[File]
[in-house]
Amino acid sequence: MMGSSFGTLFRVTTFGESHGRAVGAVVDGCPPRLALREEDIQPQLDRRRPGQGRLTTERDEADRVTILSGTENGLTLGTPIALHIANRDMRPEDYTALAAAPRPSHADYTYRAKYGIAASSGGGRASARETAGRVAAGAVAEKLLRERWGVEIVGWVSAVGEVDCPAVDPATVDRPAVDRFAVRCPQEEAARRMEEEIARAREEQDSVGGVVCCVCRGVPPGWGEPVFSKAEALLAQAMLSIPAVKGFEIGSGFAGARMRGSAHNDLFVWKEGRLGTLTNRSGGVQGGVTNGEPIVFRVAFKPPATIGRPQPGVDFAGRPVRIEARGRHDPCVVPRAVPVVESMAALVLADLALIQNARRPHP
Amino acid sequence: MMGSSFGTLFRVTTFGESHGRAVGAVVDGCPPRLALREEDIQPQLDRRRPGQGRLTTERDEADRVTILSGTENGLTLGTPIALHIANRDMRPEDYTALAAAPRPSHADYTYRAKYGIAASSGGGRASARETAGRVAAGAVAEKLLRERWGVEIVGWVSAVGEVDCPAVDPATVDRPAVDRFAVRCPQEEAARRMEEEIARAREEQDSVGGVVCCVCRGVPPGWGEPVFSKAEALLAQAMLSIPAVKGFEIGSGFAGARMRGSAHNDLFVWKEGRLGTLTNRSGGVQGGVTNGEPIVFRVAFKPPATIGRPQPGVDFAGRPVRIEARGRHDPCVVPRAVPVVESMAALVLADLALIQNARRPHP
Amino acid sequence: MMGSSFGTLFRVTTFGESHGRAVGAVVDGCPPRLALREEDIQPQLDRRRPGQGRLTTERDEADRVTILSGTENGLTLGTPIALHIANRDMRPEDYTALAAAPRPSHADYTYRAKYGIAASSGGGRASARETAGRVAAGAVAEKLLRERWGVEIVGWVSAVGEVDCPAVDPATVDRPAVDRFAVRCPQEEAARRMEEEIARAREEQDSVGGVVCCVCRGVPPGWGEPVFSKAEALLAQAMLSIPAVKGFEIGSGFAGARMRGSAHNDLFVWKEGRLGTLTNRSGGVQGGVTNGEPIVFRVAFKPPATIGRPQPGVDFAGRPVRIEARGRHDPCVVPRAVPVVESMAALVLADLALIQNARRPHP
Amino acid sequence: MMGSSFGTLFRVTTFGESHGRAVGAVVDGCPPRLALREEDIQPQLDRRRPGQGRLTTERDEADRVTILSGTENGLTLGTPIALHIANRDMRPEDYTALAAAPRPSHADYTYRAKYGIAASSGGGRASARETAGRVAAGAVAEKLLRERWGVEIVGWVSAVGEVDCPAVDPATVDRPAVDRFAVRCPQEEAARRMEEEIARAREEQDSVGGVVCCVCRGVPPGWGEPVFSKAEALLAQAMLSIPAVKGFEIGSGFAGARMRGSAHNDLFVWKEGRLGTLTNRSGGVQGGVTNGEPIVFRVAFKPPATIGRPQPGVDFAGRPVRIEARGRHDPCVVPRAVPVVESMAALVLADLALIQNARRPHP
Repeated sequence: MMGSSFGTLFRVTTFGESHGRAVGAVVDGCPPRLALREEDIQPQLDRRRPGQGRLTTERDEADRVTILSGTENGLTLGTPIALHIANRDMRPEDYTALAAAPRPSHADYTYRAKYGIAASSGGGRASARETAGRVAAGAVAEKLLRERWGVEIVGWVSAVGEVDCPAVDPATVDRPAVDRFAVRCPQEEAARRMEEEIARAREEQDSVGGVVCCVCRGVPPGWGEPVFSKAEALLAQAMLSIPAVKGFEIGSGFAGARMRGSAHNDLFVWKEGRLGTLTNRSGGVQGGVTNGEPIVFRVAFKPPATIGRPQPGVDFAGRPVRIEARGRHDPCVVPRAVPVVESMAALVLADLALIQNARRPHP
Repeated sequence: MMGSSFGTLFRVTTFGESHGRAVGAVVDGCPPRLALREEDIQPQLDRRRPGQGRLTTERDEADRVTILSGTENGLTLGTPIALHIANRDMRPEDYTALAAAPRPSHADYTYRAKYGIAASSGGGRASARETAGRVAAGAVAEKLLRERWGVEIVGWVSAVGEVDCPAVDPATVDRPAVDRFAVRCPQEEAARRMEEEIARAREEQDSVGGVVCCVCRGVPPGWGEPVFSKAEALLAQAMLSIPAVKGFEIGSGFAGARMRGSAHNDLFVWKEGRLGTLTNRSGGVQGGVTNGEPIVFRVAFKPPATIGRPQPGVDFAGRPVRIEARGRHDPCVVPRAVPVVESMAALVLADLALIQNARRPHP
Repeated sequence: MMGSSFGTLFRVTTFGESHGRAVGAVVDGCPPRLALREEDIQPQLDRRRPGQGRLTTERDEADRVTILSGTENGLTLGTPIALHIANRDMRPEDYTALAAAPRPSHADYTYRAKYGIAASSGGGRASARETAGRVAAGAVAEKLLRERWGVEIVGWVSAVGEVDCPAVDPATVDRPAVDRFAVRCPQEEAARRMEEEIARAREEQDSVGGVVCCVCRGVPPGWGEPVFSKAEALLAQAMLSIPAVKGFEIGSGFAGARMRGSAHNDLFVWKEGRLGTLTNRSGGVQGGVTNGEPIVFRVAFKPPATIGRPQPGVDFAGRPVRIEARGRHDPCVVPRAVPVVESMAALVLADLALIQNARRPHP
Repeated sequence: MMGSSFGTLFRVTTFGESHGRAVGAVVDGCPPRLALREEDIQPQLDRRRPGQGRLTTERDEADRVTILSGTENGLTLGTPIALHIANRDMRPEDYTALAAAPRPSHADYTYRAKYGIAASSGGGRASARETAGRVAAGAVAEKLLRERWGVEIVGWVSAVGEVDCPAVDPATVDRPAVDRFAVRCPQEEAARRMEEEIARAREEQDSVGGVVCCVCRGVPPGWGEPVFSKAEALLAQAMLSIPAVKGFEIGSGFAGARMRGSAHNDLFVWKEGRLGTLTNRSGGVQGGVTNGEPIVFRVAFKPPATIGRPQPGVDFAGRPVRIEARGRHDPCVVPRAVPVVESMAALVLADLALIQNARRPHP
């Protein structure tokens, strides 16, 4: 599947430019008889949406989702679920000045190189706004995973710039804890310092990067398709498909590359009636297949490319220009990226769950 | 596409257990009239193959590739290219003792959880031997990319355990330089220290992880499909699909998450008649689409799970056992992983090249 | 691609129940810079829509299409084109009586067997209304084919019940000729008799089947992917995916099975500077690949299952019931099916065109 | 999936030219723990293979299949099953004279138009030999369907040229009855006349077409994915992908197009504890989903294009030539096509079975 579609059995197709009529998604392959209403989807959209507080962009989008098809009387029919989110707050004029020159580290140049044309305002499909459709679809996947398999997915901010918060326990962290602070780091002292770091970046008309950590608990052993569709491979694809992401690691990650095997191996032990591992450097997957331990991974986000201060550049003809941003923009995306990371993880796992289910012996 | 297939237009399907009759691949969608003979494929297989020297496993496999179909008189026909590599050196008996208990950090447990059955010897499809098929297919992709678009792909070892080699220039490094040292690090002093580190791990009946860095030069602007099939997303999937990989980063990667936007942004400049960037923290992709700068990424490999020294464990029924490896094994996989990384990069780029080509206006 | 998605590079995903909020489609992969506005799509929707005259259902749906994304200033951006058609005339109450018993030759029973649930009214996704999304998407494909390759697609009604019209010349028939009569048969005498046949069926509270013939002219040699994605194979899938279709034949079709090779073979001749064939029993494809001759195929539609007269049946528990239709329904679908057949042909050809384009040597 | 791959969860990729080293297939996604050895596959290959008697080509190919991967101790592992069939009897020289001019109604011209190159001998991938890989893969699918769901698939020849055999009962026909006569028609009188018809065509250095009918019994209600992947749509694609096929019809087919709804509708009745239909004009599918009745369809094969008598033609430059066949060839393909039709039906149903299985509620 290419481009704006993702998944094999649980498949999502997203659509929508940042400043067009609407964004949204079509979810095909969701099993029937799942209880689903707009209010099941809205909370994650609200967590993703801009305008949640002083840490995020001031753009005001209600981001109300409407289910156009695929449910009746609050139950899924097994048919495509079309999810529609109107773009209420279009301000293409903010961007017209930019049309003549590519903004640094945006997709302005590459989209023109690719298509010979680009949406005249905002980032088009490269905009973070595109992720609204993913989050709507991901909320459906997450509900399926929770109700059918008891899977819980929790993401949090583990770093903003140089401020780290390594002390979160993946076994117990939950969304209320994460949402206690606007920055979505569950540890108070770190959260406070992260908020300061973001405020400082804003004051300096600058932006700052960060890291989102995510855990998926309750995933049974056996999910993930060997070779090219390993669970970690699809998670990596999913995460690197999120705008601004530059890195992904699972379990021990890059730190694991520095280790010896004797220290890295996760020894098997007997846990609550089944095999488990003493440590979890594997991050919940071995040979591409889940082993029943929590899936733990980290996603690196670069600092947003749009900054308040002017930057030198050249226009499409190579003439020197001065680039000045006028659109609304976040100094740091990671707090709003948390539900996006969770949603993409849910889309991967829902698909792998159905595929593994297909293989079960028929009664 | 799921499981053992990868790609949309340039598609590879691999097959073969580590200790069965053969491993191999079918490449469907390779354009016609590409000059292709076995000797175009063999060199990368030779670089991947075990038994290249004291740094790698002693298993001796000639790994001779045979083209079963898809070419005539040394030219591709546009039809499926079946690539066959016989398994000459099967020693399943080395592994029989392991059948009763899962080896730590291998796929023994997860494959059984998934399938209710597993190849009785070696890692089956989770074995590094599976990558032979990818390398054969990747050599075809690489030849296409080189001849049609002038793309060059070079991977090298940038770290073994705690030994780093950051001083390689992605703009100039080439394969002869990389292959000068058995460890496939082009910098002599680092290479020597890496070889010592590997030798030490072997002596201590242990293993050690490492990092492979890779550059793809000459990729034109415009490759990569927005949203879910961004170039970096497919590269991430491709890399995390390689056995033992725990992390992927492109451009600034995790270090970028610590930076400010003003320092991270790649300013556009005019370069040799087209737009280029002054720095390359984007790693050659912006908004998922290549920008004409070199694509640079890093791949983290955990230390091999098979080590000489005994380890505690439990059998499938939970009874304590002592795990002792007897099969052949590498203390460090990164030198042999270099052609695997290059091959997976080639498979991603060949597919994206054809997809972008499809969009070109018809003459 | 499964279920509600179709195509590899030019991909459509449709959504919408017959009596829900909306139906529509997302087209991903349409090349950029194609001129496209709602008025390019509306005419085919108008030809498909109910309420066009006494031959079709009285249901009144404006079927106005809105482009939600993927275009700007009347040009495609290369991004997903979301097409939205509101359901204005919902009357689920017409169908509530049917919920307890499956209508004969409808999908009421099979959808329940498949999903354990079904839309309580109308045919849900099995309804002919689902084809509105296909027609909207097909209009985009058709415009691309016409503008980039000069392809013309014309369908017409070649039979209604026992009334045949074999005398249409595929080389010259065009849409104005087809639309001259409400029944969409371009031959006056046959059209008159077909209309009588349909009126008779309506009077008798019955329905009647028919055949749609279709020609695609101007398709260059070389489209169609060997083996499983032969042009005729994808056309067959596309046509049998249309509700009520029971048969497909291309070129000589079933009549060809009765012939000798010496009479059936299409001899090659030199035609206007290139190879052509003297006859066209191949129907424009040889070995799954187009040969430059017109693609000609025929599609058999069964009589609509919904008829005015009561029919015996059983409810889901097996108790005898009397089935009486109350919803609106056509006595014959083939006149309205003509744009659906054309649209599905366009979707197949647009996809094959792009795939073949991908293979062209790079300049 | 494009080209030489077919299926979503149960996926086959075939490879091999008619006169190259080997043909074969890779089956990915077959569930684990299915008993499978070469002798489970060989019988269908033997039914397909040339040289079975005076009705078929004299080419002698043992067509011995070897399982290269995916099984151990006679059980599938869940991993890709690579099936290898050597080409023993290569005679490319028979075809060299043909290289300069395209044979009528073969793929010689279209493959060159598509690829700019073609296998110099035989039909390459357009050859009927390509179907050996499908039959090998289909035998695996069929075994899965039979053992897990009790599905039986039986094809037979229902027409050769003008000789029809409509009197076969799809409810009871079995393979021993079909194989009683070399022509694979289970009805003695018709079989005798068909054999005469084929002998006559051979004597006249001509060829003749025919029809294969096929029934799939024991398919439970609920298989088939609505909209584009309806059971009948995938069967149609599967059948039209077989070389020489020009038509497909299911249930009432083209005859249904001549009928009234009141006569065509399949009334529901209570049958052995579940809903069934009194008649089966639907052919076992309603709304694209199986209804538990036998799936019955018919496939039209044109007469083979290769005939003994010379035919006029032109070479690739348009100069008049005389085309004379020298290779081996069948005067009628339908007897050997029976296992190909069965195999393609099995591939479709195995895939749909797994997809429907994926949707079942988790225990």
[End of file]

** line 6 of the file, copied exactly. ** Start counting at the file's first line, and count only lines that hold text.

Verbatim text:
Repeated sequence: MMGSSFGTLFRVTTFGESHGRAVGAVVDGCPPRLALREEDIQPQLDRRRPGQGRLTTERDEADRVTILSGTENGLTLGTPIALHIANRDMRPEDYTALAAAPRPSHADYTYRAKYGIAASSGGGRASARETAGRVAAGAVAEKLLRERWGVEIVGWVSAVGEVDCPAVDPATVDRPAVDRFAVRCPQEEAARRMEEEIARAREEQDSVGGVVCCVCRGVPPGWGEPVFSKAEALLAQAMLSIPAVKGFEIGSGFAGARMRGSAHNDLFVWKEGRLGTLTNRSGGVQGGVTNGEPIVFRVAFKPPATIGRPQPGVDFAGRPVRIEARGRHDPCVVPRAVPVVESMAALVLADLALIQNARRPHP